Recruitment budgets are coming under pressure, with 95% of employers having reviewed what they spend during the past 12 months and 74% cutting back, a survey by Personnel Today’s sister publication IRS Employment Review reveals.
The research found that employers are typically moving advertising online, using “preferred providers” among employment agencies, and even cutting the size of their job ads to save money. Others are now more likely to promote internally than recruit.
Reductions in recruitment spend are biting deepest in the public sector, where nearly nine out of 10 organisations surveyed have cut back. One local authority in the study said it now relied on “free” advertising through Jobcentre Plus and its own website.
But while nearly one in four (24%) of the 127 organisations taking part in the study forecast further cuts in the year ahead, almost as many (23%) expect to increase their spend Ð reflecting the difficulty of filling key posts.
However, nearly half (46%) have no formal budget for recruitment, leaving many to struggle in their attempts to manage the unknown.
…but the sums involved are still huge
Estimates of the total size of the recruitment market vary. But spending on online recruitment – one of the lowest cost options – is expected to reach more than £250m this year.
Just 81 of the organisations taking part in the IRS study provided data on their annual recruitment spend. But this alone amounted to more than £21m in 2005, with agencies taking the lion’s share.
The survey shows that employers are spending an average of £151,872 a year on agencies. When the spend is broken down by number of employees (not number of recruits), small and medium-sized employers spend most.
Smaller organisations are also likely to spend a larger proportion of their recruitment budget on using agencies.
The lowest spend is on online recruitment – totalling £20,700 per employer, or £11.65 per employee. The low cost of this option is one of its main attractions, and the survey reveals that employers in private sector services are moving particularly strongly away from traditional advertising and agency use to rely on the internet.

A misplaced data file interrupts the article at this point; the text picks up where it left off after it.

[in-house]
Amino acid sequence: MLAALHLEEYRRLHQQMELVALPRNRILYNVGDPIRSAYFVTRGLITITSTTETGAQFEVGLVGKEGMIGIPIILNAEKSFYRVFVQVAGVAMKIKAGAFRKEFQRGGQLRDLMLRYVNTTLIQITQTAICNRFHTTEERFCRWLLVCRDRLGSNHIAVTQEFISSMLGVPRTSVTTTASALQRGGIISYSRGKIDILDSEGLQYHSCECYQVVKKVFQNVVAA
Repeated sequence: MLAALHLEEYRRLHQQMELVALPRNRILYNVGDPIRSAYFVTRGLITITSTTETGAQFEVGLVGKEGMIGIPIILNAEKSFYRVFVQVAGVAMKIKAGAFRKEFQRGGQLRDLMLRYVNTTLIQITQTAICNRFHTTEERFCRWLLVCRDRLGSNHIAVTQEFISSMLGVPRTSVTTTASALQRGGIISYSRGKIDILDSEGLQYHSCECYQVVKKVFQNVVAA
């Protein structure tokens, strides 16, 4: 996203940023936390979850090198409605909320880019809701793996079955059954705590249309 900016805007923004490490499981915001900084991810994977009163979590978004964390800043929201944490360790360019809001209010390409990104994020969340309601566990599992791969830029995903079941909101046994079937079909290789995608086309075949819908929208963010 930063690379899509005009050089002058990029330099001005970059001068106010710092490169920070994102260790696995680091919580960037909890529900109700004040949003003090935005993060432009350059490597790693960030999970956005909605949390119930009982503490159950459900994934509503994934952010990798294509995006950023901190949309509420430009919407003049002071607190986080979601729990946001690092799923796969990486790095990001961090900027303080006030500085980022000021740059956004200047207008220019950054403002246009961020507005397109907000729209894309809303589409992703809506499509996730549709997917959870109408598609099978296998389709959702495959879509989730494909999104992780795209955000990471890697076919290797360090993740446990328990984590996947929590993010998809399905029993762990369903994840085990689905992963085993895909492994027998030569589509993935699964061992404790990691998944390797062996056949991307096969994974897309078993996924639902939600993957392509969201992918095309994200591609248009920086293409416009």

Employers say the main attractions of both job boards and their own websites are their cost-effectiveness, speed and ease of use for both applicants and HR departments.
…and print holds off an online assault
Although local newspapers are having a tough time, the IRS survey shows that they remain the most widely used of all media types for job advertising. And employers rate professional journals as the best source of high-quality applicants.
But the rise of the internet remains unchecked, with almost as many employers using their own websites to attract recruits. And when asked which medium they used most regularly, the corporate website emerged in first place.
However, the survey shows that employers look to different media for different benefits.
Corporate websites are rated best for value for money, ease of administration, and convenience. Local newspapers are considered best for numbers and diversity of applicants.